Gliders or Sailplanes

Sailplanes are another popular part of R/C aircraft involvement.  They are engineless airplanes that rely on rising air currents to keep them aloft. Compared to airplanes they are usually much lighter for the same wing area and are very streamlined to reduce drag.  A typical sailplane will have a larger wingspan than a typical airplane, with 60 inches being considered small.  Wingspans of over 100 inches are considered normal with even larger examples being quite common.  Sailplanes are constructed with much the same materials as airplanes with wood being more common in beginner's models and fiberglass and other composites used on higher performance aircraft.

A typical beginner's glider will have a 2 meter wingspan and weigh between 2 and 3 pounds.   All that is needed for control is a 2 channel radio for rudder and elevator. Most beginner models will fly very slowly and are best suited for non-windy conditions. They do however respond very well to "lift" or rising air and can stay aloft for very long periods of time making them very enjoyable to fly.

More advanced gliders will usually have more fuctions than rudder and elevator, with ailerons, flaps, and spoilers being the most common additions. They will be capable of very fast speeds when necessary, which is useful for getting out of poor areas of lift in a hurry. With higher speeds comes the ability to fly in very windy conditions without any trouble. A good sailplane is also capable of many aerobatic manuevers and should not be thought of as something for "inexperienced" or "beginner" pilots.

There are basically two types of "soaring", thermal and slope.  In thermal soaring the sailplane depends on rising currents of warm air called thermals to stay aloft.  The challenge to the pilot is to find these invisible air currents while staying out of areas of "sink".  When in a thermal the pilot will circle the glider until a satisfactory altitude is reached or until they unwittingly exit the thermal and then have to look for another one.  It is not at all uncommon to keep a glider up for over an hour at a time, riding several different thermals in the process.  Of course some days you can't find lift to save your life! Slope soaring involves flying the glider over a slope or cliff which has wind blowing into it, such as on a lakeshore. When the wind hits the slope it is deflected upward providing a source of lift for the sailplane. This is nice for the pilot as he or she doesn't have to wonder where the lift is.  As long as the wind is blowing you can stay up all day. Pilots many times have very fast and aerobatic gliders . Racing and combat are common activities on the slopes.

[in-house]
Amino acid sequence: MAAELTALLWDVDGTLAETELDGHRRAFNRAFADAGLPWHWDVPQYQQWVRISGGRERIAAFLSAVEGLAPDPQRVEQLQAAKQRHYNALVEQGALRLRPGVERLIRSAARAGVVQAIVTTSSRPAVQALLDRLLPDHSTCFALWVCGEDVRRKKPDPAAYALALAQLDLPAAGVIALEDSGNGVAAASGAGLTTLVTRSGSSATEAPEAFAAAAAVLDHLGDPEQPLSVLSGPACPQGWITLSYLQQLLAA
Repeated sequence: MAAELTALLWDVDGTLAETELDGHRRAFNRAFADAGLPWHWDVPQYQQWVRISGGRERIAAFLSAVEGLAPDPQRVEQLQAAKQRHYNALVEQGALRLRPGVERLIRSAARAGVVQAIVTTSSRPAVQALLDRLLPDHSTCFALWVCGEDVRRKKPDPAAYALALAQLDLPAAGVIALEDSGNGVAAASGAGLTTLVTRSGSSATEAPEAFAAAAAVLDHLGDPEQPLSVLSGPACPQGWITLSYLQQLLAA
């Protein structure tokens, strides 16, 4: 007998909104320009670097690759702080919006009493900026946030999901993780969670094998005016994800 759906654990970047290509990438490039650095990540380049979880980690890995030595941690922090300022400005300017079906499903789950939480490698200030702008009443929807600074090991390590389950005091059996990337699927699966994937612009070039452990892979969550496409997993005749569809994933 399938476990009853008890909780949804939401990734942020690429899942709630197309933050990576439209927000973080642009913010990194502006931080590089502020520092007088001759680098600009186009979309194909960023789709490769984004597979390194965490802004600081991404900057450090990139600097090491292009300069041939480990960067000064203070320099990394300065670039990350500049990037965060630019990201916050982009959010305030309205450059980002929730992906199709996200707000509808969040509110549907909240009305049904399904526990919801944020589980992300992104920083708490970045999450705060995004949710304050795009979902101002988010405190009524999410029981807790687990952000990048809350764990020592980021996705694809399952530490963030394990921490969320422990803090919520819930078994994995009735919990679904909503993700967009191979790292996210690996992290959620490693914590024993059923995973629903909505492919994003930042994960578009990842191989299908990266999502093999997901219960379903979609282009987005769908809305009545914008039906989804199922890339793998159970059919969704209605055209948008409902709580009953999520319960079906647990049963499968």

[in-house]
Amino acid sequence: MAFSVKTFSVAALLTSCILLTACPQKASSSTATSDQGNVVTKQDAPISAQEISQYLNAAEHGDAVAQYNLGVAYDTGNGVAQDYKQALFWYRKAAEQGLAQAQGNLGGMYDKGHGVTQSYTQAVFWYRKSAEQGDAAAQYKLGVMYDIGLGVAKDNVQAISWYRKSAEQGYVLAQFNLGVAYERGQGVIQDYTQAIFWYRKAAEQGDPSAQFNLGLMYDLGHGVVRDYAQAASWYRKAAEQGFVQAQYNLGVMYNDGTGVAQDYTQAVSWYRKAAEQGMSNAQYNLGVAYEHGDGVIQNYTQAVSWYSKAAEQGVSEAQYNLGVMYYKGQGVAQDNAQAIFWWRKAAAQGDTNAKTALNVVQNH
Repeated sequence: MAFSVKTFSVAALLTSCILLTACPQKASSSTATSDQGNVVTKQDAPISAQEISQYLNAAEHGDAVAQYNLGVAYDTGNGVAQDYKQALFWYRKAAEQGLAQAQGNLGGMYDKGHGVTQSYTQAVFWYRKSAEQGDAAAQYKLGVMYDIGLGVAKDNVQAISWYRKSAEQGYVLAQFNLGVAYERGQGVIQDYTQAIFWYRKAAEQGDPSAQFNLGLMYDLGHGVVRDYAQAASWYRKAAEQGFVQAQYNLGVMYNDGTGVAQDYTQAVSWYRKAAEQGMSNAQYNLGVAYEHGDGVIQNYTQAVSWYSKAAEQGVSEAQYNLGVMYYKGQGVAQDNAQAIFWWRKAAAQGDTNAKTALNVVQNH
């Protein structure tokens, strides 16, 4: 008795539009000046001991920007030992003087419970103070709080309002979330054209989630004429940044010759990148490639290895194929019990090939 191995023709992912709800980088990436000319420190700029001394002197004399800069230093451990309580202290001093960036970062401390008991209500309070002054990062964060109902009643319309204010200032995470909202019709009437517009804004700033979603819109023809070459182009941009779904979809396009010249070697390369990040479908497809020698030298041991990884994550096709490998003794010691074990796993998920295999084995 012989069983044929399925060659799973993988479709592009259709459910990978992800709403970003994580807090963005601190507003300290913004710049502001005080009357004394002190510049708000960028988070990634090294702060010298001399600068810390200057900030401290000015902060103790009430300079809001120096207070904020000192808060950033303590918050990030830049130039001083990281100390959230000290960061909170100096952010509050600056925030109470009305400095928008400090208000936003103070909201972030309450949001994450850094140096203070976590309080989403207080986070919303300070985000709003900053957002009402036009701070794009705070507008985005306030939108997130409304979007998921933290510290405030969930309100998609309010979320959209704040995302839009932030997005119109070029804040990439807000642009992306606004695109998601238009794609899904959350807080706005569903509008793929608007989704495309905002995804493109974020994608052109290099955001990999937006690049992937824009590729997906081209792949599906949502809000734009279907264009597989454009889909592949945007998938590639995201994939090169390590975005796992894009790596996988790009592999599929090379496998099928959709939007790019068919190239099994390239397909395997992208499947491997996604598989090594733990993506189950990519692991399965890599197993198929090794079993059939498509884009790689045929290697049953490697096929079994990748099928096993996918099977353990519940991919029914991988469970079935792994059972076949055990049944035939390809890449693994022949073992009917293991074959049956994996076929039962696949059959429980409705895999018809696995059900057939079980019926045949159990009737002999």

You may be wondering how people get their gliders up in the air if there is no engine on them.  For slope flyers you just toss the thing off the cliff and away you go.  For thermal flyers it requires a winch or "high-start".  A winch usually consists of an electric motor with a spool of string (very strong string!) on it.  The string or line is run along the ground to the opposite end of the field and through a pulley or "turn-around" and then back to the motor again.  The pilot, standing at the motor end of this arrangement, connects the glider to the line with a small "tow hook" mounted to the bottom of the glider.  The motor is then started via a foot controlled on/off switch and that quickly winds up the line, pulling the glider through the air in the process.  The glider will climb very steeply as it heads towards the turn-around.  When it is obvious that the line will not let the glider get any higher the pilot will point the nose first slightly down and then back up again which allows the line to slip off of the tow hook.  The glider is now free to look for lift.  Winch launches can get the glider several hundred feet into the air.  A high-start consists of a length of string up to several hundred feet which is then attached to a length of surgical tubing which is staked into the ground at the other end. The pilot attaches the glider to the string with the tow hook and then walks away from the stake which stretches the rubber tubing. When the glider is released it surges forward and climbs as on the winch and can also reach several hundred feet of altitude depending on the length of the tubing and string.

If all of this sounds interesting to you then you're going to need more information on how to get started in model gliders!